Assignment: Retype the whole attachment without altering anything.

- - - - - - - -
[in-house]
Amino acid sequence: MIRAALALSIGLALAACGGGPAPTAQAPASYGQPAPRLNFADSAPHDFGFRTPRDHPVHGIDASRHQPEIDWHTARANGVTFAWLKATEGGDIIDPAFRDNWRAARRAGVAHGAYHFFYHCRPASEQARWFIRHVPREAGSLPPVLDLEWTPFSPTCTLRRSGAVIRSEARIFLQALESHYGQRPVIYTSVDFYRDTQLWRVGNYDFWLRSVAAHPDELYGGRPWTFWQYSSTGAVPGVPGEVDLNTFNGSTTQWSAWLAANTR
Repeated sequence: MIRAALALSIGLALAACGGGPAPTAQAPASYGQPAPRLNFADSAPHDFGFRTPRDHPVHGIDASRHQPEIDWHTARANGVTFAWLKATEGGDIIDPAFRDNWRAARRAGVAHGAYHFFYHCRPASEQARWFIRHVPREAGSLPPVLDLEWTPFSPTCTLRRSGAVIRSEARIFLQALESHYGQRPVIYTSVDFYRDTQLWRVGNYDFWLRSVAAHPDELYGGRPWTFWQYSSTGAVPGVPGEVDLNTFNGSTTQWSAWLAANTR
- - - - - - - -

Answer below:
[in-house]
Amino acid sequence: MIRAALALSIGLALAACGGGPAPTAQAPASYGQPAPRLNFADSAPHDFGFRTPRDHPVHGIDASRHQPEIDWHTARANGVTFAWLKATEGGDIIDPAFRDNWRAARRAGVAHGAYHFFYHCRPASEQARWFIRHVPREAGSLPPVLDLEWTPFSPTCTLRRSGAVIRSEARIFLQALESHYGQRPVIYTSVDFYRDTQLWRVGNYDFWLRSVAAHPDELYGGRPWTFWQYSSTGAVPGVPGEVDLNTFNGSTTQWSAWLAANTR
Repeated sequence: MIRAALALSIGLALAACGGGPAPTAQAPASYGQPAPRLNFADSAPHDFGFRTPRDHPVHGIDASRHQPEIDWHTARANGVTFAWLKATEGGDIIDPAFRDNWRAARRAGVAHGAYHFFYHCRPASEQARWFIRHVPREAGSLPPVLDLEWTPFSPTCTLRRSGAVIRSEARIFLQALESHYGQRPVIYTSVDFYRDTQLWRVGNYDFWLRSVAAHPDELYGGRPWTFWQYSSTGAVPGVPGEVDLNTFNGSTTQWSAWLAANTR